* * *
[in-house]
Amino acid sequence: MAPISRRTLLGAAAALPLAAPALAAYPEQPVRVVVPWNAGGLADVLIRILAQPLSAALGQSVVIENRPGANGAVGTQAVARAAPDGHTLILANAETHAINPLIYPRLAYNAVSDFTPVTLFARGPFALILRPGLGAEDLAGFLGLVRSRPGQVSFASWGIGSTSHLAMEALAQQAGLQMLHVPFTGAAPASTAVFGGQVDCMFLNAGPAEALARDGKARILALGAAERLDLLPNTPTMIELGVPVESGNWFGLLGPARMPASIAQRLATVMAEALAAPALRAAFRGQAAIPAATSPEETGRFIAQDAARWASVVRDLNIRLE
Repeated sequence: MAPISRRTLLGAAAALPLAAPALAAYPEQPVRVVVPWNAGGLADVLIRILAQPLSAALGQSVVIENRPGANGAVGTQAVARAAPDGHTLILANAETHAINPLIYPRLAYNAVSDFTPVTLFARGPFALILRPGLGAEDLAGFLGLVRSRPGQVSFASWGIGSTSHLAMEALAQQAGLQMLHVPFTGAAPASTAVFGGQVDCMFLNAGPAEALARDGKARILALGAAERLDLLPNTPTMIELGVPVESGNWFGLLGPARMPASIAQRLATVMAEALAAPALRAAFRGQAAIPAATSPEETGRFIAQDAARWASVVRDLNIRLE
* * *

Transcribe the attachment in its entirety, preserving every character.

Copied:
[in-house]
Amino acid sequence: MAPISRRTLLGAAAALPLAAPALAAYPEQPVRVVVPWNAGGLADVLIRILAQPLSAALGQSVVIENRPGANGAVGTQAVARAAPDGHTLILANAETHAINPLIYPRLAYNAVSDFTPVTLFARGPFALILRPGLGAEDLAGFLGLVRSRPGQVSFASWGIGSTSHLAMEALAQQAGLQMLHVPFTGAAPASTAVFGGQVDCMFLNAGPAEALARDGKARILALGAAERLDLLPNTPTMIELGVPVESGNWFGLLGPARMPASIAQRLATVMAEALAAPALRAAFRGQAAIPAATSPEETGRFIAQDAARWASVVRDLNIRLE
Repeated sequence: MAPISRRTLLGAAAALPLAAPALAAYPEQPVRVVVPWNAGGLADVLIRILAQPLSAALGQSVVIENRPGANGAVGTQAVARAAPDGHTLILANAETHAINPLIYPRLAYNAVSDFTPVTLFARGPFALILRPGLGAEDLAGFLGLVRSRPGQVSFASWGIGSTSHLAMEALAQQAGLQMLHVPFTGAAPASTAVFGGQVDCMFLNAGPAEALARDGKARILALGAAERLDLLPNTPTMIELGVPVESGNWFGLLGPARMPASIAQRLATVMAEALAAPALRAAFRGQAAIPAATSPEETGRFIAQDAARWASVVRDLNIRLE